Today, I started a new project. Folks, it was hard. The bells of self-doubt were pealing in my mind. Self-loathing was knocking at the door. “Who the hell do you think you are, calling yourself a writer?” asked a scornful voice in my head. “Go back to kitchen and make me some lunch. That’s what you’re good for.”
Needless to say, I tried to ignore those voices. I tried to think about what I really wanted to write, what I really wanted to say. This is hard for me since after writing many years of commissioned stories, I have trouble figuring out what I want to say. I wanted to talk about girls and horses and fear and awkwardness and by God, I tried to do that.
In the spirit of forging ahead, here’s another chunk of our March 24 writer’s workshop, Killing the Mystery.
Don’t let those voices beat you down. Keep writing.
Setting: The Most Fun Ever
I freaking love setting. All of my favorite books are way overly-descriptive. Setting is the physical world that you create for your character—where they go, where they live, the food they eat, the books they read. I like a more limited setting myself, in which the characters inhabit a limited place, but your setting can be an entire world or multiple countries, of course. If you’re just starting out writing, my recommendation is that you consider limiting your setting. Better to do something small and do it really well, than try for big and leave it sketchy.
Setting Should Help You
Your setting should be a place you can picture so vividly that you’ll have no trouble showing that picture to your reader. You also should consider your setting to be a place that will further your plot. Setting should provide lots of opportunities for your protagonist to move around, get into trouble, meet other people. And don’t afraid to mine your own life. Where you been and lived that is interesting? It doesn’t have to be Istanbul—it can be your dorm room at the University of Michigan, 1968. What kind of posters did you have up? What did the music sound like that year and where did you hear it? What did the trays in the dining hall look like?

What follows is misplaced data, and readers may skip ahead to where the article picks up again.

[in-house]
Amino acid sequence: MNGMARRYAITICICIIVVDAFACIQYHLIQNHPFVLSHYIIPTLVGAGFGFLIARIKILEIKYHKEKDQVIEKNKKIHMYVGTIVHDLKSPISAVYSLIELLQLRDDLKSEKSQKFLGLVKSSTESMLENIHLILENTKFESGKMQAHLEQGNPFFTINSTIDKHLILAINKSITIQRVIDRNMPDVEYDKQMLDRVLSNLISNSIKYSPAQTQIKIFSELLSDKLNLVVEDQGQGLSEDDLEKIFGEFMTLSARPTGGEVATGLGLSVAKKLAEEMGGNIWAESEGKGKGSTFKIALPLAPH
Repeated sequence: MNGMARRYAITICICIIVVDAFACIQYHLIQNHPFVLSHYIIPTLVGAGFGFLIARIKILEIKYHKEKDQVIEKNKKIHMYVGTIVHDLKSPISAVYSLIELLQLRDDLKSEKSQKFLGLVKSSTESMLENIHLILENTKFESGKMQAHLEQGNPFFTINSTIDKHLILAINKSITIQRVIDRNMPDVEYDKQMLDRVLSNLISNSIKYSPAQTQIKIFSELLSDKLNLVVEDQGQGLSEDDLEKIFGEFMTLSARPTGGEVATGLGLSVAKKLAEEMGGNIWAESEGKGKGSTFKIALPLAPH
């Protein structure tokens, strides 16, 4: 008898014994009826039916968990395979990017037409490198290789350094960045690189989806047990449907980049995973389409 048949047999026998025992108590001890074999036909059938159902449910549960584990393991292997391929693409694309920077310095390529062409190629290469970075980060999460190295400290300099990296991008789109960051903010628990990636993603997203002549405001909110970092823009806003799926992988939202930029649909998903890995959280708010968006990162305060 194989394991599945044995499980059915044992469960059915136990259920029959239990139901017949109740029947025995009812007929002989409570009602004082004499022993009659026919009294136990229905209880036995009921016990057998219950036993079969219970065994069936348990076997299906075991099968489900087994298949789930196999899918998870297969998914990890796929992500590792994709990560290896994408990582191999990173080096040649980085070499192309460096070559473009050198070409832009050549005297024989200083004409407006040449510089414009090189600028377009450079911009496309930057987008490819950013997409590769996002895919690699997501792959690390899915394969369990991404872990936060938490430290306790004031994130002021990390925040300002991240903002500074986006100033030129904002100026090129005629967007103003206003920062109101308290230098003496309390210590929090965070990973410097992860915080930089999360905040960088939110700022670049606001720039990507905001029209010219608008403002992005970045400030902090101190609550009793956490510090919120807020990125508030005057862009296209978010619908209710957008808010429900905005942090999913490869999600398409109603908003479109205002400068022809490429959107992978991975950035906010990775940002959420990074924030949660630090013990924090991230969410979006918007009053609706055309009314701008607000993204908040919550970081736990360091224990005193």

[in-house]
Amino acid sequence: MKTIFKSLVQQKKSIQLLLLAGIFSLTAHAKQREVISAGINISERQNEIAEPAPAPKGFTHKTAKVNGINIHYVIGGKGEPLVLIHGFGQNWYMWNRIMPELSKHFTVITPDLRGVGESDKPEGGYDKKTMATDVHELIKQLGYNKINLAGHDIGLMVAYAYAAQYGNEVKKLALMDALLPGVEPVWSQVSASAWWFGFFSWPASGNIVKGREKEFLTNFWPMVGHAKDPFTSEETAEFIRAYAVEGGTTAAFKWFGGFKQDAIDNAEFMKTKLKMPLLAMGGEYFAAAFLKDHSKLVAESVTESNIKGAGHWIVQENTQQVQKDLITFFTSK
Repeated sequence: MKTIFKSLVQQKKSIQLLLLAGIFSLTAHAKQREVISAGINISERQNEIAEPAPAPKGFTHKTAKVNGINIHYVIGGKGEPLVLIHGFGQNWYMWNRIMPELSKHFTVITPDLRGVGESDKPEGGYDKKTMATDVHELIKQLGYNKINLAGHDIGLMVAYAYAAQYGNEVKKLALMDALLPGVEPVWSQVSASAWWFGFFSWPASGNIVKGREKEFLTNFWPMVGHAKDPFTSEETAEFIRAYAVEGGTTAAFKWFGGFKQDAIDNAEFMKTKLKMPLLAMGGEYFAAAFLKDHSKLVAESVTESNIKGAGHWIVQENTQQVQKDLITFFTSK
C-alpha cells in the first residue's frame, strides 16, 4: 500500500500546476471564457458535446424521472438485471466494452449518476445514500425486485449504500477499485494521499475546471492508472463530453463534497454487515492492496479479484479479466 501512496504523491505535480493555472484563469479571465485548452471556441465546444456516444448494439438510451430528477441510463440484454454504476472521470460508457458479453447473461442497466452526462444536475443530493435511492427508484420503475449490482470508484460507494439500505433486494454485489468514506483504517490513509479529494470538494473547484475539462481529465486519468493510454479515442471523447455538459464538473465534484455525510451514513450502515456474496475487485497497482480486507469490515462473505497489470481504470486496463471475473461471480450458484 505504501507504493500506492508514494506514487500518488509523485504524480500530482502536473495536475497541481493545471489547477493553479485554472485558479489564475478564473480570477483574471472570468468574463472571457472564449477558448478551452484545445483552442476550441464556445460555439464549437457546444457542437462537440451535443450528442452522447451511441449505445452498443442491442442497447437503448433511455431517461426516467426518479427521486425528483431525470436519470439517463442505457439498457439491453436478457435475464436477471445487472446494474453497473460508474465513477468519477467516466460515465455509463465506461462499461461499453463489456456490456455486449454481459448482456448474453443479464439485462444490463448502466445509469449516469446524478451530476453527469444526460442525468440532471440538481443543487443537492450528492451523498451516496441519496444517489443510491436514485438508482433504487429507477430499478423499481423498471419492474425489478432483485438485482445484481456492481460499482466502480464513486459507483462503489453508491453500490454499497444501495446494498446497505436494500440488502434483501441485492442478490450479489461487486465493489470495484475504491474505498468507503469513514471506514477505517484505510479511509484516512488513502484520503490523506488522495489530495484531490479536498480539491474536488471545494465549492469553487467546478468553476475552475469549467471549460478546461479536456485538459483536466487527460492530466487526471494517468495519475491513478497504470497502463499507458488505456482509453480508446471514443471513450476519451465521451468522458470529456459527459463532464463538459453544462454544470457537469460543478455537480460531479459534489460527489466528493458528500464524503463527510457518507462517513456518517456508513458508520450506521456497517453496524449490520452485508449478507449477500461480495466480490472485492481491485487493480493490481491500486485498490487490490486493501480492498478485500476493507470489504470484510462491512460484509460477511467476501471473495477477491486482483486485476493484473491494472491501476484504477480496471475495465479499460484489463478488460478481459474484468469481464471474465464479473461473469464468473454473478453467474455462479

For instance, when I set out to write a psychological YA thriller that was eventually published as Never Let You Go, I knew starting out a few things I wanted for my setting. I wanted it to be mostly rural, because I love the outdoors and I’m most comfortable in a more natural setting. Urban would be hard for me. At time, I was working on two different farms, both of which fascinated me. It occurred to me—because I knew I was writing a scary book, that farm would be a great, potentially scary place. And this is where you get into manipulating your setting to suit your story. I needed a place I loved to be and a place with lots of potential for scary. A farm was both – people could move around freely, go in and out of buildings undetected, strangers could enter and leave with no one seeing them, there was lots of empty space with many hiding places, there were animals, there were potentially scary tools like hatchets and hooks and chains and old cultivators.
And don’t be afraid of grit and grimness or dullness. Let us see it, if your character is in a horribly dull place, like the post office. Make us feel how horribly dull it is. Let us see the flickering florescent lights and those corners of the linoleum that are never cleaned, where the stick dirt piles up. Take us with you.